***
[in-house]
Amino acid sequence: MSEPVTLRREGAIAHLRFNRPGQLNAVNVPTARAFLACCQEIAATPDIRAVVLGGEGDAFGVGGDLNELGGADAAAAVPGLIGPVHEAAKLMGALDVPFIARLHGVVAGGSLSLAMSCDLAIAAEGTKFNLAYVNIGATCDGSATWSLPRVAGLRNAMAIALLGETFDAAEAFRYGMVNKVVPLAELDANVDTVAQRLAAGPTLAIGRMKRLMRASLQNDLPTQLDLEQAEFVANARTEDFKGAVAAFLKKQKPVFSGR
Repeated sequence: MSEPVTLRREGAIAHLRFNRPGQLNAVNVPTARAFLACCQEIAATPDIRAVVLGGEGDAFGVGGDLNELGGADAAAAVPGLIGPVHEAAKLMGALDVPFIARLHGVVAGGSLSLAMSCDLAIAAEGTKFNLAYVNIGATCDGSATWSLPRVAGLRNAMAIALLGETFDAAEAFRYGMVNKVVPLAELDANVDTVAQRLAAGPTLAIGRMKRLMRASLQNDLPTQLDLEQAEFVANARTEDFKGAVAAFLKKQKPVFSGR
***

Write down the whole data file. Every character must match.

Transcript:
[in-house]
Amino acid sequence: MSEPVTLRREGAIAHLRFNRPGQLNAVNVPTARAFLACCQEIAATPDIRAVVLGGEGDAFGVGGDLNELGGADAAAAVPGLIGPVHEAAKLMGALDVPFIARLHGVVAGGSLSLAMSCDLAIAAEGTKFNLAYVNIGATCDGSATWSLPRVAGLRNAMAIALLGETFDAAEAFRYGMVNKVVPLAELDANVDTVAQRLAAGPTLAIGRMKRLMRASLQNDLPTQLDLEQAEFVANARTEDFKGAVAAFLKKQKPVFSGR
Repeated sequence: MSEPVTLRREGAIAHLRFNRPGQLNAVNVPTARAFLACCQEIAATPDIRAVVLGGEGDAFGVGGDLNELGGADAAAAVPGLIGPVHEAAKLMGALDVPFIARLHGVVAGGSLSLAMSCDLAIAAEGTKFNLAYVNIGATCDGSATWSLPRVAGLRNAMAIALLGETFDAAEAFRYGMVNKVVPLAELDANVDTVAQRLAAGPTLAIGRMKRLMRASLQNDLPTQLDLEQAEFVANARTEDFKGAVAAFLKKQKPVFSGR